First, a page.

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Case Reports in Hematology
Volume 2017 (2017), Article ID 3548936, 3 pages
Case Report

Late Emergence of an Imatinib-Resistant ABL1 Kinase Domain Mutation in a Patient with Chronic Myeloid Leukemia

1Cancer Molecular Diagnostics, St. James’s Hospital, Dublin 8, Ireland
2Department of Haematology, Mater Misericordiae University Hospital, Dublin 7, Ireland

Correspondence should be addressed to Stephen E. Langabeer

Received 22 September 2017; Accepted 16 November 2017; Published 11 December 2017

Academic Editor: Takashi Sonoki

Copyright © 2017 Mireille Crampe et al. This is an open access article distributed under the Creative Commons Attribution License, which permits unrestricted use, distribution, and reproduction in any medium, provided the original work is properly cited.


The introduction of the tyrosine kinase inhibitor (TKI) imatinib has revolutionised the outlook of chronic myeloid leukemia (CML); however, a significant proportion of patients develop resistance through several mechanisms, of which acquisition of ABL1 kinase domain mutations is prevalent. In chronic-phase patients, these mutations become evident early in the disease course. A case is described of a chronic-phase CML patient who achieved a sustained, deep molecular response but who developed an Y253H ABL1 kinase domain mutation nearly nine years after commencing imatinib. Switching therapy to bosutinib resulted in a rapid reachievement of a major molecular response. Long-term TKI treatment impacts on quality of life and late losses of responses are usually due to lack of adherence. This case highlights the requirement for ABL1 kinase domain mutation analysis in those CML patients on long-term imatinib who lost their molecular response, regardless of whether nonadherence is suspected.

1. Introduction

Introduction of the tyrosine kinase inhibitor (TKI) imatinib has revolutionised the treatment of patients with chronic myeloid leukemia (CML) with long-term administration showing persistent efficacy and lack of unacceptable cumulative or late toxic effects [1]. Resistance to imatinib, either primary or acquired, is a recurrent problem in a significant proportion of CML patients that have been largely abrogated by the development and introduction of second- and third-generation TKIs [2]. One of the major causes of imatinib resistance is the development of BCR-ABL1-positive clones harboring mutations within the ABL1 kinase domain (KD) with identification of these mutations as important in selecting a subsequent TKI [3]. Studies have shown that, in newly diagnosed, chronic-phase CML patients, ABL1 KD mutations predominantly manifest within eighteen months of commencing imatinib and usually in those patients whose best response has only been hematological or cytogenetic [4, 5]. Evidence exists for both increased and low rates of ABL1 KD mutations in late as opposed to early chronic-phase patients [6, 7]. A CML patient is described in whom an ABL1 KD mutation was detected nearly nine years after starting imatinib and who had previously achieved a sustained and deep molecular response.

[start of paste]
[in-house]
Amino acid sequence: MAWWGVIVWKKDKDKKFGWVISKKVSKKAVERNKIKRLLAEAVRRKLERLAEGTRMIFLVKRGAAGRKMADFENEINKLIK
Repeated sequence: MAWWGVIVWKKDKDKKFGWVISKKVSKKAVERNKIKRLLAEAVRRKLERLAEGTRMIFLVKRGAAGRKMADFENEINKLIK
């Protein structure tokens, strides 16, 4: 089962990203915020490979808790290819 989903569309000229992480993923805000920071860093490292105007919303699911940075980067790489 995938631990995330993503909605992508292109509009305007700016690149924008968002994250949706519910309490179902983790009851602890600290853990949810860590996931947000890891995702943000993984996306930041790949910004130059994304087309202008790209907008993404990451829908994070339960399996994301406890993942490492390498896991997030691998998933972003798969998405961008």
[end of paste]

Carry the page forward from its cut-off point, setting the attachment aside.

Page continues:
2. Case Report

A 49-year-old female presented with nausea, vomiting, and weight loss. Full blood count revealed a white blood cell count of 238.0 × 109/L, hemoglobin of 7.7 g/dL, and platelets of 746 × 109/L. Bone marrow morphology revealed granulocytic hyperplasia with increased megakaryocytes and <1% myeloblasts. Cytogenetics detected the t(9;22) translocation with molecular analysis demonstrating high levels of e13a2 BCR-ABL1 transcripts, consistent with a diagnosis of chronic-phase CML with a low-risk Sokal score. She commenced imatinib 400 mg oral daily with transient toxicities of nausea and increased susceptibility to infections but overall tolerated imatinib well, achieving a major molecular response (MMR) of BCR-ABL1/ABL1 0.09% on the International Scale (IS) at 20 months (Figure 1). BCR-ABL1 transcripts became undetectable (<0.001% IS) at 40 months with optimal adherence and a good quality of life. After BCR-ABL1 transcripts became undetectable, monitoring intervals were extended to six months. Rising transcript levels resulted in loss of MMR at 105 months, peaking at a BCR-ABL1/ABL1 IS of 3.43%, almost nine years after starting imatinib (Figure 1). After adherence was assured, ABL1 KD mutation analysis was performed as previously described [3, 8] and detected the Y253H (c.757T > C; NM_005157.5) mutation. The time between loss of MMR and mutation detection was six months. The patient then switched to bosutinib 500 mg oral daily [9], reduced to 400 mg oral daily after gastrointestinal toxicities, which resulted in an MMR within three months (BCR-ABL1/ABL1 IS 0.02%). The BCR-ABL1 transcript level continues to decline (Figure 1) with continued frequent monitoring advocated.

Figure 1: BCR-ABL1 transcript levels throughout clinical course.

3. Discussion

The long-term mild and chronic side effects of TKI therapy may impact on quality of life of CML patients and could be a trigger for lack of adherence [10]. Despite a minor delay in achieving an MMR [11], this patient maintained a sustained molecular response for a significant period of time. ABL1 kinase domain mutation analysis provided the rationale for switching TKI to bosutinib which induced a rapid molecular response. This case suggests that loss of MMR should always trigger ABL1 KD mutation analysis even after many years of follow-up, regardless of whether nonadherence is suspected.

Conflicts of Interest

The authors declare that there are no conflicts of interest regarding the publication of this paper.


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